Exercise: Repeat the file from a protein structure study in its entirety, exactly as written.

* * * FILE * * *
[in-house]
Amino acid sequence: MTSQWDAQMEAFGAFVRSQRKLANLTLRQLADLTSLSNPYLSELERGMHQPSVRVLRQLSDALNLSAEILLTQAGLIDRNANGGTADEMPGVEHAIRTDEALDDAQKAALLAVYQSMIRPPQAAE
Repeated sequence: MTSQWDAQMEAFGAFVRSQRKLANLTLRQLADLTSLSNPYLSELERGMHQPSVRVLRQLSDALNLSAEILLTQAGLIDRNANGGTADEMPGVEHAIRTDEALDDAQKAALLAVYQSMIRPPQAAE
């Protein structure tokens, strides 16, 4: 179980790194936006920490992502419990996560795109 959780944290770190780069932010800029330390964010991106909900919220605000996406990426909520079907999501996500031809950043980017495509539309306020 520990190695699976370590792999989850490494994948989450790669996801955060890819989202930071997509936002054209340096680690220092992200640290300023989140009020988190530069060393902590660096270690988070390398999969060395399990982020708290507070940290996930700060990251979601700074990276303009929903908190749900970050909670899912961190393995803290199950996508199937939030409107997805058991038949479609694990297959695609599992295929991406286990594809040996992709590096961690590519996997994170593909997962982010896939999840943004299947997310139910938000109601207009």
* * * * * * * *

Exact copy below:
[in-house]
Amino acid sequence: MTSQWDAQMEAFGAFVRSQRKLANLTLRQLADLTSLSNPYLSELERGMHQPSVRVLRQLSDALNLSAEILLTQAGLIDRNANGGTADEMPGVEHAIRTDEALDDAQKAALLAVYQSMIRPPQAAE
Repeated sequence: MTSQWDAQMEAFGAFVRSQRKLANLTLRQLADLTSLSNPYLSELERGMHQPSVRVLRQLSDALNLSAEILLTQAGLIDRNANGGTADEMPGVEHAIRTDEALDDAQKAALLAVYQSMIRPPQAAE
């Protein structure tokens, strides 16, 4: 179980790194936006920490992502419990996560795109 959780944290770190780069932010800029330390964010991106909900919220605000996406990426909520079907999501996500031809950043980017495509539309306020 520990190695699976370590792999989850490494994948989450790669996801955060890819989202930071997509936002054209340096680690220092992200640290300023989140009020988190530069060393902590660096270690988070390398999969060395399990982020708290507070940290996930700060990251979601700074990276303009929903908190749900970050909670899912961190393995803290199950996508199937939030409107997805058991038949479609694990297959695609599992295929991406286990594809040996992709590096961690590519996997994170593909997962982010896939999840943004299947997310139910938000109601207009």